(1) BREXIT. J. K. Rowling’s response to the Brexit voting reports was –
I don't think I've ever wanted magic more. https://t.co/gVNQ0PYIMT
— J.K. Rowling (@jk_rowling) June 24, 2016
“Death Eaters are everywhere,” said Micheline Hess.
(2) BRIXIT. Caption: “Live scenes from the Channel tunnel.”
(3) BEAT THE RUSH. Buzzfeed found “19 People Who Are Moving To Australia Now That Britain Is Leaving Europe”. One of them is ours.
- This person who was so prepared to move to Australia that they already did it.
If Leave wins I'm moving to Australia – which will be easy as I moved their already. Checkmate Boris! Then return triumphant via Eurovision!
— Camestros Felapton (@CamestrosF) June 24, 2016
(4) AUF WIEDERSEHEN. So who’s cheering the outcome? Vox Day, naturally: “England and Wales choose freedom”.
The Fourth Reich is rejected by a narrow margin, 52 percent to 48 percent, thanks to the actual British people, who outvoted the invaders, the traitors, the sell-outs, and the Scots….
(5) IMPORT DUTY. And Marko Kloos has his joke ready.
Texit. Coloradios. Oregone. Ohiout. Floridone. Tennesseeya.
— Marko Kloos (@markokloos) June 24, 2016
(6) THE FORCE IS STRONG WITH THIS ONE. Darth Vader will be back in Rogue One: A Star Wars Story, and James Earl Jones will be back as Darth’s voice.
The original Sith Lord is back. A new cover story from Entertainment Weekly confirms plenty of details for this winter’s Rogue One: A Star Wars Story, but there’s one long-rumored detail that’s sure to have fans breathing heavily: Darth Vader will return in the new film.
It only makes sense that Anakin Skywalker would once again plague the Rebellion in Rogue One. The plot of the film sees a band of ragtag Rebel fighters tracking down plans for the Death Star from the original Star Wars trilogy. The planet-sized weapon was Vader’s pet project, so seeing him again isn’t a total surprise. Still, it’s nice to finally have the information 100% locked in after months of speculation.
Update: It gets better. EW has also confirmed that James Earl Jones will be returning to voice Vader in Rogue One. Jones reprised the role for the animated Star Wars Rebels recently, but this will mark a big return to the silver screen. However, Lucasfilm president Kathleen Kennedy cautioned fans not to expect Vader to be a prominent presence in Rogue One. “He will be in the movie sparingly. But at a key, strategic moment, he’s going to loom large.” Well, he only had 12 minutes of screen time in the original Star Wars, and look how that turned out.
(7) PAT CADIGAN UPDATE. Yesterday Pat Cadigan told about a great doctor’s report in “Yeah, Cancer––Keep Running, You Little B!tch”.
My oncologist was smiling broadly even before she called my name.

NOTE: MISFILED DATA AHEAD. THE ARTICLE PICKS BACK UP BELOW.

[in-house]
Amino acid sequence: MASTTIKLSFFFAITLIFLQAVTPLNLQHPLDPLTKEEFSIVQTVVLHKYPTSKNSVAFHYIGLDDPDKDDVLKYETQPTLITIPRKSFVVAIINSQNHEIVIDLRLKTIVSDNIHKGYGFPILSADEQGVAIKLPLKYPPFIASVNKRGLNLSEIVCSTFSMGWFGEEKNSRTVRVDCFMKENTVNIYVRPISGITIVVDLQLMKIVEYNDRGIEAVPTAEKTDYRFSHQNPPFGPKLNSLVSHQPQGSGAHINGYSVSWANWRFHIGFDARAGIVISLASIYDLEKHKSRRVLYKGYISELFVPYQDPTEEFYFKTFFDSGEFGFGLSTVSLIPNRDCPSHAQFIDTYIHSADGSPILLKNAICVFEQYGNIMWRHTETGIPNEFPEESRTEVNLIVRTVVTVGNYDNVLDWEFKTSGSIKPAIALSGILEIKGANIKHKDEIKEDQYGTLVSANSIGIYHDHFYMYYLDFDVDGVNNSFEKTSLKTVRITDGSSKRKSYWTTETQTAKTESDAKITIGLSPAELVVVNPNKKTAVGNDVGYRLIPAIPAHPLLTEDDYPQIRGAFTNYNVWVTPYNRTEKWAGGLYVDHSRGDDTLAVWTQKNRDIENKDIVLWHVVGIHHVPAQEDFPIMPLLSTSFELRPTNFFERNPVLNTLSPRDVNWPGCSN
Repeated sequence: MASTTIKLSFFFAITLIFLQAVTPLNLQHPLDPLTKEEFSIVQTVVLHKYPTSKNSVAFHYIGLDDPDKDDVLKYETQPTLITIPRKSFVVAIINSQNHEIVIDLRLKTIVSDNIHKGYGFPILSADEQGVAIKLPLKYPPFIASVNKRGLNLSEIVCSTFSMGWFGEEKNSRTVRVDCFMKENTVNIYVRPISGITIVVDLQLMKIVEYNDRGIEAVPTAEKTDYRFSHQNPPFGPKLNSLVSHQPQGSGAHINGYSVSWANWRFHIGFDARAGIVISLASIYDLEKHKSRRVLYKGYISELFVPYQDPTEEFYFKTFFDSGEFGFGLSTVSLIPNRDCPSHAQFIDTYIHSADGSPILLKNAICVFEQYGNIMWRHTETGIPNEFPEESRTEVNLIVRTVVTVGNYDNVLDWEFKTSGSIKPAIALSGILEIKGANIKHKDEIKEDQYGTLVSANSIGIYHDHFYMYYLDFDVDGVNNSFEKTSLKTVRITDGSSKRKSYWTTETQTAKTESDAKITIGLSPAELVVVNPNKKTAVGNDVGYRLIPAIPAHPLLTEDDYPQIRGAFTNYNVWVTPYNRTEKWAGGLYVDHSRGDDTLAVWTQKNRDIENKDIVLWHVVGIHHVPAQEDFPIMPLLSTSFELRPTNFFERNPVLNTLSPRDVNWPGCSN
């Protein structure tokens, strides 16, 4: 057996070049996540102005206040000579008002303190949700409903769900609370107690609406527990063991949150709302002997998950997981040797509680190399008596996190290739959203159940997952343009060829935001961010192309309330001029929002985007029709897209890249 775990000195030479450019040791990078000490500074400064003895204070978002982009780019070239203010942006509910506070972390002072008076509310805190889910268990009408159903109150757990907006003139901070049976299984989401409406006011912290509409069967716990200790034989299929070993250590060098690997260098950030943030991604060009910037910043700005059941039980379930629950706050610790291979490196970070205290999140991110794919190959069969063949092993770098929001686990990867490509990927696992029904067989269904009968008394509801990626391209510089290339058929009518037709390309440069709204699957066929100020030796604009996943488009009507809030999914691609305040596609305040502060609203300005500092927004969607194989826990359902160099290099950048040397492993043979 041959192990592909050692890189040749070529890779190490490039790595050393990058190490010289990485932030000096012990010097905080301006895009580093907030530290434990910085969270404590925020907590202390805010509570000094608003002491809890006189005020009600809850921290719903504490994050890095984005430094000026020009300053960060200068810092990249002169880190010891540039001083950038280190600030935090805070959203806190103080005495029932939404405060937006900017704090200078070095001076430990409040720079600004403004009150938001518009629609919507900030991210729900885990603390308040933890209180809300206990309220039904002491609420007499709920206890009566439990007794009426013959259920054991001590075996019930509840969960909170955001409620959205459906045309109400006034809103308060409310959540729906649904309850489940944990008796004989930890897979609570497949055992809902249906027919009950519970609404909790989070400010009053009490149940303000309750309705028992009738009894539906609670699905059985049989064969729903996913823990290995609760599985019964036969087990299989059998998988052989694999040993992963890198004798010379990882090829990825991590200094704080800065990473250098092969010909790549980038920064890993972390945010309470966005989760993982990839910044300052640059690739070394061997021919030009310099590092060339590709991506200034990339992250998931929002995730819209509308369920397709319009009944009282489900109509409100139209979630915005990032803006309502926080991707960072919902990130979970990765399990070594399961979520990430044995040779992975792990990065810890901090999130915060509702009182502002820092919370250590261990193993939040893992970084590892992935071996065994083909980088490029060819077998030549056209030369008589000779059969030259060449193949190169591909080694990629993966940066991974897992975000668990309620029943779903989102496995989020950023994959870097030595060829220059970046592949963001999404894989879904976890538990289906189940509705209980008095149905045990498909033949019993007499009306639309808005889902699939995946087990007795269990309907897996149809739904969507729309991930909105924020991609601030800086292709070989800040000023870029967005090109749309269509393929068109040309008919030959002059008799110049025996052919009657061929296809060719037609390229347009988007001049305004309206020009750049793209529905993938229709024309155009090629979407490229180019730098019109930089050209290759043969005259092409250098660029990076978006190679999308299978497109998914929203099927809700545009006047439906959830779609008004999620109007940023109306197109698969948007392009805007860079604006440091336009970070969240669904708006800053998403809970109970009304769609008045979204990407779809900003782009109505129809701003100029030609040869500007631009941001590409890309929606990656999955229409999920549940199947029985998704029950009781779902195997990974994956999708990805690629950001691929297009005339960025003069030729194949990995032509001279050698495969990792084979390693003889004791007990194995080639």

The level of cancer in my body has fallen again, this time very slightly. The rest of my tests are perfect. Unquote; she said perfect. She also likes my I’m Making Cancer My B!tch t-shirt. I am killing this cancer thing.
Maybe people’s reaction was too effusive. Pat thought they got the wrong idea, so today she wrote, “I Think I Have To Clarify Something”.
Which is to say, I still have cancer, and unless something miraculous happens, I will always have cancer. Recurrent endometrial cancer (aka recurrent uterine cancer) is inoperable, incurable, and terminal. There are something like four different forms (I think it’s four) and I have the one with the worst prognosis.
However, it is treatable. My cancer cells have progesterone receptors, which means that doses of progesterone can keep it stabilised at a low level. For how long? Impossible to say. Could be months. Could be a few years. Could be more than a few years. Nobody knows…just like someone without cancer. Technically, I’m still terminal but now the more accurate term would be incurable. My own preference is incorrigible.
(8) HE SAYS GIVE THANKS. Peter David has this take on the Star Trek fan film guidelines.
So thanks mostly to the efforts of the “Axanar” people, the guys who raised a million bucks to produce a “Star Trek” based film which resulted in a lawsuit, Paramount has now issued specific guidelines for anyone who wants to make a Trek fan film. And naturally fans are unhappy about it.
You guys are damned lucky.
When I was producing a “Star Trek” fanzine back in the 1970s, Paramount issued a decree: No one could write “Star Trek” fanfic. It was copyright infringement, plain and simple, and not to be allowed. At one convention I attended, Paramount lawyers actually came into the dealer’s room and confiscated peoples’ fanzines from right off their tables.